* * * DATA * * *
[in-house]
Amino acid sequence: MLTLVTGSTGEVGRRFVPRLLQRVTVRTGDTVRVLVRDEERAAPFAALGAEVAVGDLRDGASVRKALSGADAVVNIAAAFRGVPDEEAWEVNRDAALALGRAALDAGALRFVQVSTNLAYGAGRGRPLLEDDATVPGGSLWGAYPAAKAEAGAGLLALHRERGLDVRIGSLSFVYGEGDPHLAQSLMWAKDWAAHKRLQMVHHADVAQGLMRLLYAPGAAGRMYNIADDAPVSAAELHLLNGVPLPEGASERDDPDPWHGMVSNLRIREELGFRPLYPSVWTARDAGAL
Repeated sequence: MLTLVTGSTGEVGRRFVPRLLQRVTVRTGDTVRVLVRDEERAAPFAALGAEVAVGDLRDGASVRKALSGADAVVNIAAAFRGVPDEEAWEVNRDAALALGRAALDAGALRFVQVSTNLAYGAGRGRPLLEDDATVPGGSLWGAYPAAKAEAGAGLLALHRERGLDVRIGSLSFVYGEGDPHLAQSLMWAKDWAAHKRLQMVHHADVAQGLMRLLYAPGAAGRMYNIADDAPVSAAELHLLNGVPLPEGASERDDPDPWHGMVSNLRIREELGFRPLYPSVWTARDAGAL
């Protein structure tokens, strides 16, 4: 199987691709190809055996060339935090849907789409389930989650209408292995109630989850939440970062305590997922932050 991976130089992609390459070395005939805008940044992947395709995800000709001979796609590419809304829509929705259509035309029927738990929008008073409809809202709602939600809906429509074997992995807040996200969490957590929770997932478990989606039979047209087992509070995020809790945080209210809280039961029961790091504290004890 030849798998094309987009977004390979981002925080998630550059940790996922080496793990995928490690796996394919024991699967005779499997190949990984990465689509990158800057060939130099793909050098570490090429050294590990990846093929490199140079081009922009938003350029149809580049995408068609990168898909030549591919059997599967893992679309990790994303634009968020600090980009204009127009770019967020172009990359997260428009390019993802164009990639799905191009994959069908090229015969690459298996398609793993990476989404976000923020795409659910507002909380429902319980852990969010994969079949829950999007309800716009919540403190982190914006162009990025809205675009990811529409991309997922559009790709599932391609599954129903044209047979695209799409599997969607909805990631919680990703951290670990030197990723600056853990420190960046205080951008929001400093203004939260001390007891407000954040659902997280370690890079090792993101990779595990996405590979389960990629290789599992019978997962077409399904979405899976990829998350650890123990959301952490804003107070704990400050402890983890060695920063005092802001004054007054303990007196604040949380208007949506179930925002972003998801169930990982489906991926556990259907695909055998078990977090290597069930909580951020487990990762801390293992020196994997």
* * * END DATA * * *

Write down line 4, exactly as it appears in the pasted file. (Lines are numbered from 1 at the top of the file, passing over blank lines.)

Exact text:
């Protein structure tokens, strides 16, 4: 199987691709190809055996060339935090849907789409389930989650209408292995109630989850939440970062305590997922932050 991976130089992609390459070395005939805008940044992947395709995800000709001979796609590419809304829509929705259509035309029927738990929008008073409809809202709602939600809906429509074997992995807040996200969490957590929770997932478990989606039979047209087992509070995020809790945080209210809280039961029961790091504290004890 030849798998094309987009977004390979981002925080998630550059940790996922080496793990995928490690796996394919024991699967005779499997190949990984990465689509990158800057060939130099793909050098570490090429050294590990990846093929490199140079081009922009938003350029149809580049995408068609990168898909030549591919059997599967893992679309990790994303634009968020600090980009204009127009770019967020172009990359997260428009390019993802164009990639799905191009994959069908090229015969690459298996398609793993990476989404976000923020795409659910507002909380429902319980852990969010994969079949829950999007309800716009919540403190982190914006162009990025809205675009990811529409991309997922559009790709599932391609599954129903044209047979695209799409599997969607909805990631919680990703951290670990030197990723600056853990420190960046205080951008929001400093203004939260001390007891407000954040659902997280370690890079090792993101990779595990996405590979389960990629290789599992019978997962077409399904979405899976990829998350650890123990959301952490804003107070704990400050402890983890060695920063005092802001004054007054303990007196604040949380208007949506179930925002972003998801169930990982489906991926556990259907695909055998078990977090290597069930909580951020487990990762801390293992020196994997």